I know the person who came up with TCS; Sarah Fitz-Claridge – and her friend David Deutsch (the quantum computing guy). They were members of an online discussion group I created about children’s rights called Y-Rights and I ran from 1991-1995 – I passed it on to other people who ran it until 2002 I think.
They were very wordy libertarian types; I was 19 years old or so and I had a policy on the group of striving to talk in language that most people could understand, because there was a range of ages on the group from a middle school classroom on up to older people and I wanted everybody to feel they could at least try to understand each other.
It was silly of me in retrospect but it made sense to me at the time.
No matter how many times and ways I asked though, Sara Fitz-Claridge and David Deutsche would be having these back and forth conversations using what I called “high minded language” about children’s rights – and it was turning off some of the other members.
This was pre-www – they didn’t have browsers yet – it was all in e-mail and there were sometimes quotas on how many messages you could get, etc.
They’d argue with me over it; and finally I got to a point where I asked them to leave the group but promised I would set them up with their OWN mailing list before they left.
I couldn’t find the same system I’d been using (LISTSERV, graciously lend by a nice guy in another university I never went to) but I _did_ find a majordomo mailing list which I learned, then taught them how to use (all through email), and finally when they had tcs set up, they voluntarily left Y-RIGHTS and build their own group called “Taking Children Seriously” from there around 1994.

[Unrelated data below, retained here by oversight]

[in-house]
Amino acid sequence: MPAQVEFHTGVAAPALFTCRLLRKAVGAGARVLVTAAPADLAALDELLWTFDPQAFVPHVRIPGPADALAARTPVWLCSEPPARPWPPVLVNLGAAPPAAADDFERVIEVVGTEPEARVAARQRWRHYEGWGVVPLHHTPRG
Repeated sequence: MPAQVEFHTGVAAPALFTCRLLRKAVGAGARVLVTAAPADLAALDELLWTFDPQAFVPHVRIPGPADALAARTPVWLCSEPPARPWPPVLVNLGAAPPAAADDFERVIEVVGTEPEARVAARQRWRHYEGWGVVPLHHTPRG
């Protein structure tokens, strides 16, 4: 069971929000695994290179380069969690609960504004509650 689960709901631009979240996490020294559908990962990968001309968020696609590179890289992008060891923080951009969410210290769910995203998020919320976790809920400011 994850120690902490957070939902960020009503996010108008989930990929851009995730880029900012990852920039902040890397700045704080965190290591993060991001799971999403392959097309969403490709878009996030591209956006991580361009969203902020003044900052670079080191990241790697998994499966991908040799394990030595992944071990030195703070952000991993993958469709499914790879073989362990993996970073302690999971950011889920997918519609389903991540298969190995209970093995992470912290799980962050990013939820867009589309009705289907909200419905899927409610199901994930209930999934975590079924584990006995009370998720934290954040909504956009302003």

Oh there’s a name for that! yes, “Accessible language”. I felt – and feel strongly about that but didn’t know it had a name.
Yes – I had a very generic focus to Y-RIGHTS; there are so many aspects to children’s rights that I didn’t have anything specific but I wanted to create a space to bring people together – and I could with the power of mailing lists online – but whenever someone was TOO focused, I’d encourage them to branch off in their own group/list; TCS was one of those; another was the two people mostly focused on drinking ages and voting ages but were too political for my liking – so I did the same with them (getting them set up) and they founded NYRA (National Youth Rights Association), which still exists and works on some legal issues for Youth Rights and another group called AS-FAR I think, which I think went in a bad direction – not sure.
In an old post Sarah-Fitz Claridge made a few years ago, she describes the history of TCS — I’m the bad guy in her story; but that’s ok;
She came to visit me once in New Jersey with her two kids.
My mother wasn’t happy about this strange lady with her two kids coming from England to visit without me warning; but she was going around visiting various internet friends from Canada and the USA.
She only stayed a day; her kids wanted cornflakes with ketchup and were a bit noisy; it was an interesting visit.
I believed then and now the internet has the most power for freedoms for kids; and it has. GenZ being wholly online moreso than any other in the past has been an amazing thing to witness;
Far from perfect – lots of issues; but they’re really creating new realities, for better and worse, using whatever bizarre tools we leave around for them to use (TikTok, Roblox, Minecraft, XBox, Discord, Twitter – whatever they find, they use)
Oh, no – I tracked down what happened to it. It appears the computer room that was housing it and other mailing lists caught fire in 2002 and there was no backups, so that was that. I wasn’t involved with it anymore by then; I passed it on in 1996 to a professor in Australia and a 14 year old girl named Alex in Alaska who was home-schooled and super-smart. The two of them were a good team to run the group and they did. I left about a year after when I saw it was a good choice